Jump to Navigation | Jump to Content
American Bar Association


Defending Fathers' Rights

By Howard Davidson – January 31, 2013

 

Both the federal Child and Family Services Reviewsover many years, and the 2006 report from the Urban Institute, What About the Dads?, made it clear that in the past, there had been very little meaningful interaction between fathers and the child-welfare system. And, from our own experiences at the ABA Center on Children and the Law, we have long known that court-appointed legal representation of fathers too often was sub-par. To help remedy this, the Children’s Bureau funded a multimillion-dollar partnership of the American Humane Association, the ABA Center on Children and the Law, and the National Fatherhood Initiative that created a five-year quality improvement center on non-resident fathers involved with the child-welfare system (i.e., non-custodial fathers/those who did not live in the home where their children were abused or neglected). This federal project was principally designed to gain more knowledge on engaging non-resident fathers in child-welfare cases.


The Quality Improvement Center on Non-Resident Fathers (QIC-NRF) goals over five years were:


  • To promote and support a research-based and outcome-focused approach to inform best practices related to engaging non-resident fathers and the paternal family (i.e., paternal kin) in the public child-welfare system.
  • To promote and support a research-based and outcome-focused approach to determine the impact of father involvement on child safety, permanency, and well-being outcomes.
  • To facilitate a collaborative information-sharing and problem-solving national network of professionals.

The center’s team on this project—Lisa Pilnik, Jessica Kendall, and myself—were able over the five years to develop a wide range of materials for lawyers, judges, CASA, and especially fathers themselves, who need to better understand how to effectively navigate the child-welfare agency and court system.


Here’s a toolkit we created during the grant period of 2007–2011 that can be downloaded for free and includes:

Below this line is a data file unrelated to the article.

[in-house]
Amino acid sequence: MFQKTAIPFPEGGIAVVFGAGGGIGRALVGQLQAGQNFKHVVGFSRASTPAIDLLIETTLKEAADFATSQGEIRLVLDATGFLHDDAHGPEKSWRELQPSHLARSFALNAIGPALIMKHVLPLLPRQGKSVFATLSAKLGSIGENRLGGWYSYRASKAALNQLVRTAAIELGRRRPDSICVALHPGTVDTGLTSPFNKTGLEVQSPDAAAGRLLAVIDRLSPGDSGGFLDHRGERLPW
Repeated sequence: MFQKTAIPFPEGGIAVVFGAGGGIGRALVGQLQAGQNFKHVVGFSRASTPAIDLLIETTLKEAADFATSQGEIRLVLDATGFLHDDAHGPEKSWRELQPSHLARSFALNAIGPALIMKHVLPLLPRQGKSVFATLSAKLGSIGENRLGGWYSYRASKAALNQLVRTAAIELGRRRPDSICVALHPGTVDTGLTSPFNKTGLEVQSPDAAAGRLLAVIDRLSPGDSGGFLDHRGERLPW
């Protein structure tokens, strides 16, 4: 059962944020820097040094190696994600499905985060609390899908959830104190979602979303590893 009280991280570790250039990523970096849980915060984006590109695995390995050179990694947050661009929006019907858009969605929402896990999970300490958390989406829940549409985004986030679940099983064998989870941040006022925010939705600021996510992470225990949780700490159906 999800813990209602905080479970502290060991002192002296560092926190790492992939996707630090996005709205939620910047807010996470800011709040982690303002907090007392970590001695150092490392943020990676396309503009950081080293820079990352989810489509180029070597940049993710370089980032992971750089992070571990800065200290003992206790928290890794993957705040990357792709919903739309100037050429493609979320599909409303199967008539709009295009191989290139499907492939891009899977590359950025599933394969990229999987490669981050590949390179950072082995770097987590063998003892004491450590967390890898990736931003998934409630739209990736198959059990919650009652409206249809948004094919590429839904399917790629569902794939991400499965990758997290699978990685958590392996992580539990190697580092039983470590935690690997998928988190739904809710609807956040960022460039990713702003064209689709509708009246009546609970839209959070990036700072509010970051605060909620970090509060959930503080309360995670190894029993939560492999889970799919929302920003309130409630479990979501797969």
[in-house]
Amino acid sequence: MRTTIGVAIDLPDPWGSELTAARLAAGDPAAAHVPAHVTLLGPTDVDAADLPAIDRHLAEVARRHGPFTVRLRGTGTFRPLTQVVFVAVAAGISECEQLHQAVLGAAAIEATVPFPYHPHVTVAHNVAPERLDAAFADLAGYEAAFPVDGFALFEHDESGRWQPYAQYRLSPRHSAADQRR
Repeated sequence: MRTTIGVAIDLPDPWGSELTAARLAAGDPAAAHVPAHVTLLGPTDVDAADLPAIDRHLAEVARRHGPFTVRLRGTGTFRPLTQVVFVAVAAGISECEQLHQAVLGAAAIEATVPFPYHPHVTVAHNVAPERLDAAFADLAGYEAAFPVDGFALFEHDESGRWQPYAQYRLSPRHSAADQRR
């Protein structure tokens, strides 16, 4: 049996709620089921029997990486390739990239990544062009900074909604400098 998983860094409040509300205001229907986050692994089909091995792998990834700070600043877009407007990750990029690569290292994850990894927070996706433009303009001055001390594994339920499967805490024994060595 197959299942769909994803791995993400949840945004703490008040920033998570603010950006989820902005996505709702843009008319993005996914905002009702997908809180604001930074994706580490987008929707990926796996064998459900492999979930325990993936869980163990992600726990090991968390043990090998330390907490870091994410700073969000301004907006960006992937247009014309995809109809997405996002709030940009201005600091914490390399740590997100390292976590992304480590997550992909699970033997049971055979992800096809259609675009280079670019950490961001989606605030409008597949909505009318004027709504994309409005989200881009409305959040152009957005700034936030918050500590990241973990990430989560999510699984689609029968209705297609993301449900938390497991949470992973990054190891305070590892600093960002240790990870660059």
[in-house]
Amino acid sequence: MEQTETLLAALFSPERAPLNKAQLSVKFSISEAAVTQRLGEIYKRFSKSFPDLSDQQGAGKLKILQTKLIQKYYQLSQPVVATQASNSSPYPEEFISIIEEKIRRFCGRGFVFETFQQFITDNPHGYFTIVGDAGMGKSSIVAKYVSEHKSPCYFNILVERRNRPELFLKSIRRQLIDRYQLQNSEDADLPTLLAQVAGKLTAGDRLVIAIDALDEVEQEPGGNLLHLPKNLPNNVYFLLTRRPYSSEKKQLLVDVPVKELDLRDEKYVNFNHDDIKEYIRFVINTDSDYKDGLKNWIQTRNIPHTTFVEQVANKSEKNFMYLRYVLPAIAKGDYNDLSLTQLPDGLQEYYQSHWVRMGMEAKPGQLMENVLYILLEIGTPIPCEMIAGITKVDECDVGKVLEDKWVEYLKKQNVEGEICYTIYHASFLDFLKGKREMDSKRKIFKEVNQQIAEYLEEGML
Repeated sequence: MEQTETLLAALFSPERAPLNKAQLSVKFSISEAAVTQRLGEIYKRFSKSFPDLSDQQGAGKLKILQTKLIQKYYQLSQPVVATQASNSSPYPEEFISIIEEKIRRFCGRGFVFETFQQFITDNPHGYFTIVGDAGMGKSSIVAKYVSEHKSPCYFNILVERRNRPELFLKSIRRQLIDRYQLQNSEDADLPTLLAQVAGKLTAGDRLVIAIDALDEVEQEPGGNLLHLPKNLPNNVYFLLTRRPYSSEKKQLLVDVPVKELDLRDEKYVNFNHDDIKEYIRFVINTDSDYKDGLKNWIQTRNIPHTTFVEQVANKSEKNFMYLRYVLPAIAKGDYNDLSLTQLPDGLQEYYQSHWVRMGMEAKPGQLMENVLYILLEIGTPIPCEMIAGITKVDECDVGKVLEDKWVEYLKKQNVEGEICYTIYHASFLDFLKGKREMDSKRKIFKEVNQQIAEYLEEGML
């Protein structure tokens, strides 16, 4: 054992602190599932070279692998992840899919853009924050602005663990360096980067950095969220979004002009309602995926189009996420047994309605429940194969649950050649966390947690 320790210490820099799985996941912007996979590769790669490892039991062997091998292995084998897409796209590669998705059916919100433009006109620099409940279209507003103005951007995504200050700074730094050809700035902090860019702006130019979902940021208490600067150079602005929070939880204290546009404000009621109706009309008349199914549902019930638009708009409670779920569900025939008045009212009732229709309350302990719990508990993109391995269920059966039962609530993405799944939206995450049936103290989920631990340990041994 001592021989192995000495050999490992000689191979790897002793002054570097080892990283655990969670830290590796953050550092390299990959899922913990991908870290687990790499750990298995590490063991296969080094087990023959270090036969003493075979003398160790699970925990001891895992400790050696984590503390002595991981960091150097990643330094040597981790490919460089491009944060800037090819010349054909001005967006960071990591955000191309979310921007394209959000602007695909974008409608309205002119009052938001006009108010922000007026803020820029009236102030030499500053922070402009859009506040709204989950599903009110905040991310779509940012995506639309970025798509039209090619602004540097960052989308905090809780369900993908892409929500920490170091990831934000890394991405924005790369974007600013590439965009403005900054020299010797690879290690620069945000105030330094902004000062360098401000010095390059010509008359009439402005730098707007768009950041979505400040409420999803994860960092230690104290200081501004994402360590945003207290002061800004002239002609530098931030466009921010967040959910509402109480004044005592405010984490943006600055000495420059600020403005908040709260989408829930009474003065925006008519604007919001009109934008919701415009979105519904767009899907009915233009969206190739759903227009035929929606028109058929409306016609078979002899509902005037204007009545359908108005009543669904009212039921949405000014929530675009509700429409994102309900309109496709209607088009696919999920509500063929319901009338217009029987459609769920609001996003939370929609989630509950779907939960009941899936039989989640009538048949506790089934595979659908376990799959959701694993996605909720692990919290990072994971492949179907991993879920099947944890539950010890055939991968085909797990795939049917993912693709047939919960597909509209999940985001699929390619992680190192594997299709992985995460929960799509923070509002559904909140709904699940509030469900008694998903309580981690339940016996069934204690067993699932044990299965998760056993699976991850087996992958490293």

• Three judicial bench cards on child-protection court hearings and case planning, understanding male help-seeking and learning styles, and identifying and locating noncustodial fathers in child-protection cases
  • A self-assessment guide for presiding/administrative judges to gauge how “friendly” their child-welfare court process is for these non-custodial dads, titled Father Friendly Check Up for Courts
  • A two-page checklist on engaging fathers in the child-protection process called “The Judicial Role” (from the center-produced book, Advocating for Nonresident Fathers in Child Welfare Court Cases)
  • A two-part article in our center’s ABA Child Court Works publication entitled “Policy and Practice Reform to Engage Non-Resident Fathers in Child Welfare Proceedings”
  • The first complete book on strategies in representing the non-custodial father in a dependency case, the 188-page Advocating for Nonresident Fathers in Child Welfare Court Cases
  • A series of separate extracts from that book, including “Tips for the First Meeting with Your Non-Resident Father,” “The Interstate Compact on the Placement of Children and Representing Non-Resident Fathers,” and checklists on “Advocating for the Constitutional Rights of Non-resident Fathers,” “Understanding Male Help Seeking Behaviors,”  “Ensuring Quality Out-of-Court Advocacy,” “Representing Non-Resident Fathers in Dependency Cases,” “Legal Strategies to Address Child Support Obligations,” “Addressing Special Advocacy Issues (i.e., substance abuse; mental health; domestic violence),” “ Representing Incarcerated Fathers in Child Welfare Cases,” and “Addressing Ethical Issues”
  • A comprehensive training (CLE) curriculum on advocating for non-resident fathers in child-welfare cases